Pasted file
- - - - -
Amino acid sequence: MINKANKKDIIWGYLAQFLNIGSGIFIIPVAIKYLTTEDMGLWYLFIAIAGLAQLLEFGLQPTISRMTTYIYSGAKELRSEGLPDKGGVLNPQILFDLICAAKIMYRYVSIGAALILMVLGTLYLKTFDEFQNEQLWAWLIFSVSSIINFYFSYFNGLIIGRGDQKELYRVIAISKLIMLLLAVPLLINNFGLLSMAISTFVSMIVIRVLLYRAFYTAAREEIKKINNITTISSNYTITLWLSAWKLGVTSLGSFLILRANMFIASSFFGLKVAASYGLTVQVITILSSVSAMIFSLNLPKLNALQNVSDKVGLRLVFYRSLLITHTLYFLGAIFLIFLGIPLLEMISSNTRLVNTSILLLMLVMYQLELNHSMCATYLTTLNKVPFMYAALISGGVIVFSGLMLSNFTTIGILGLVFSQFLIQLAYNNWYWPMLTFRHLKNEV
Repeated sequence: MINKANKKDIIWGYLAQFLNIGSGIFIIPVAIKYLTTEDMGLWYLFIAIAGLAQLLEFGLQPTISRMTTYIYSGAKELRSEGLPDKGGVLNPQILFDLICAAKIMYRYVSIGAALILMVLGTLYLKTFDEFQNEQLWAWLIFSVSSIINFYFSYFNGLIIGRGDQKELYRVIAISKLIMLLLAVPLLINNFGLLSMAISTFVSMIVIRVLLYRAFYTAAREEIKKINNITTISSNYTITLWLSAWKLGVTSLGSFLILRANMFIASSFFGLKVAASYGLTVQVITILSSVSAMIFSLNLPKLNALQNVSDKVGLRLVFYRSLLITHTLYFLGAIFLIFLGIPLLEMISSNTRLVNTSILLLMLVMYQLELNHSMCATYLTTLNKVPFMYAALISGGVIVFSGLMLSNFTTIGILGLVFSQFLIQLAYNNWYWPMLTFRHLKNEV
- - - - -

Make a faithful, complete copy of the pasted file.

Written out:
Amino acid sequence: MINKANKKDIIWGYLAQFLNIGSGIFIIPVAIKYLTTEDMGLWYLFIAIAGLAQLLEFGLQPTISRMTTYIYSGAKELRSEGLPDKGGVLNPQILFDLICAAKIMYRYVSIGAALILMVLGTLYLKTFDEFQNEQLWAWLIFSVSSIINFYFSYFNGLIIGRGDQKELYRVIAISKLIMLLLAVPLLINNFGLLSMAISTFVSMIVIRVLLYRAFYTAAREEIKKINNITTISSNYTITLWLSAWKLGVTSLGSFLILRANMFIASSFFGLKVAASYGLTVQVITILSSVSAMIFSLNLPKLNALQNVSDKVGLRLVFYRSLLITHTLYFLGAIFLIFLGIPLLEMISSNTRLVNTSILLLMLVMYQLELNHSMCATYLTTLNKVPFMYAALISGGVIVFSGLMLSNFTTIGILGLVFSQFLIQLAYNNWYWPMLTFRHLKNEV
Repeated sequence: MINKANKKDIIWGYLAQFLNIGSGIFIIPVAIKYLTTEDMGLWYLFIAIAGLAQLLEFGLQPTISRMTTYIYSGAKELRSEGLPDKGGVLNPQILFDLICAAKIMYRYVSIGAALILMVLGTLYLKTFDEFQNEQLWAWLIFSVSSIINFYFSYFNGLIIGRGDQKELYRVIAISKLIMLLLAVPLLINNFGLLSMAISTFVSMIVIRVLLYRAFYTAAREEIKKINNITTISSNYTITLWLSAWKLGVTSLGSFLILRANMFIASSFFGLKVAASYGLTVQVITILSSVSAMIFSLNLPKLNALQNVSDKVGLRLVFYRSLLITHTLYFLGAIFLIFLGIPLLEMISSNTRLVNTSILLLMLVMYQLELNHSMCATYLTTLNKVPFMYAALISGGVIVFSGLMLSNFTTIGILGLVFSQFLIQLAYNNWYWPMLTFRHLKNEV